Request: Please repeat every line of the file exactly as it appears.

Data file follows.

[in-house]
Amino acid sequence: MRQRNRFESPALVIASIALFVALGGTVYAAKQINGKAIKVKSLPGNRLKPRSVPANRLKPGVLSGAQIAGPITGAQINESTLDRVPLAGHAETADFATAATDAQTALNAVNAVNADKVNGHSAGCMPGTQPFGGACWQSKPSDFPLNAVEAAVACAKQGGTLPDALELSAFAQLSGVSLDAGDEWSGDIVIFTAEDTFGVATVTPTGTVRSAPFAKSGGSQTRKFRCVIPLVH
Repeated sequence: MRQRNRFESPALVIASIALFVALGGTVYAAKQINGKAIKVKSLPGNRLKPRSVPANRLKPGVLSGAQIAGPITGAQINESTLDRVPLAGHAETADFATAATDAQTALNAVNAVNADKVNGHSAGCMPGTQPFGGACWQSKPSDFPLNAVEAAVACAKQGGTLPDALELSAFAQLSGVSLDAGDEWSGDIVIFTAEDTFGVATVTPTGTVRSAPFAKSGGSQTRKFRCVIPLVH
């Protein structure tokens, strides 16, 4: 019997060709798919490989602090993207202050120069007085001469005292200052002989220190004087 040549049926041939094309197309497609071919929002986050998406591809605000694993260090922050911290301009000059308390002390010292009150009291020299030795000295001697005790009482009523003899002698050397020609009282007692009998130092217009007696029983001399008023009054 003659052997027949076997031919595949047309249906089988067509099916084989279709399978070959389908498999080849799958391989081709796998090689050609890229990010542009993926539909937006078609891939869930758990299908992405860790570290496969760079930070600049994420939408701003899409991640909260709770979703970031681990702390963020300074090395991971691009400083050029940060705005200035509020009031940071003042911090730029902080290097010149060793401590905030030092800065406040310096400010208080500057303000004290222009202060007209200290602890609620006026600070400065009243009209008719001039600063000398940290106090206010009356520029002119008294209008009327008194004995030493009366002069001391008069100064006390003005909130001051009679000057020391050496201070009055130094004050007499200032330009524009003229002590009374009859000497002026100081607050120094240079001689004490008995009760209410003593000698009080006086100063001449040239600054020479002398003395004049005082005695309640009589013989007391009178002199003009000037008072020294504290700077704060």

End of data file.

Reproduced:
[in-house]
Amino acid sequence: MRQRNRFESPALVIASIALFVALGGTVYAAKQINGKAIKVKSLPGNRLKPRSVPANRLKPGVLSGAQIAGPITGAQINESTLDRVPLAGHAETADFATAATDAQTALNAVNAVNADKVNGHSAGCMPGTQPFGGACWQSKPSDFPLNAVEAAVACAKQGGTLPDALELSAFAQLSGVSLDAGDEWSGDIVIFTAEDTFGVATVTPTGTVRSAPFAKSGGSQTRKFRCVIPLVH
Repeated sequence: MRQRNRFESPALVIASIALFVALGGTVYAAKQINGKAIKVKSLPGNRLKPRSVPANRLKPGVLSGAQIAGPITGAQINESTLDRVPLAGHAETADFATAATDAQTALNAVNAVNADKVNGHSAGCMPGTQPFGGACWQSKPSDFPLNAVEAAVACAKQGGTLPDALELSAFAQLSGVSLDAGDEWSGDIVIFTAEDTFGVATVTPTGTVRSAPFAKSGGSQTRKFRCVIPLVH
């Protein structure tokens, strides 16, 4: 019997060709798919490989602090993207202050120069007085001469005292200052002989220190004087 040549049926041939094309197309497609071919929002986050998406591809605000694993260090922050911290301009000059308390002390010292009150009291020299030795000295001697005790009482009523003899002698050397020609009282007692009998130092217009007696029983001399008023009054 003659052997027949076997031919595949047309249906089988067509099916084989279709399978070959389908498999080849799958391989081709796998090689050609890229990010542009993926539909937006078609891939869930758990299908992405860790570290496969760079930070600049994420939408701003899409991640909260709770979703970031681990702390963020300074090395991971691009400083050029940060705005200035509020009031940071003042911090730029902080290097010149060793401590905030030092800065406040310096400010208080500057303000004290222009202060007209200290602890609620006026600070400065009243009209008719001039600063000398940290106090206010009356520029002119008294209008009327008194004995030493009366002069001391008069100064006390003005909130001051009679000057020391050496201070009055130094004050007499200032330009524009003229002590009374009859000497002026100081607050120094240079001689004490008995009760209410003593000698009080006086100063001449040239600054020479002398003395004049005082005695309640009589013989007391009178002199003009000037008072020294504290700077704060």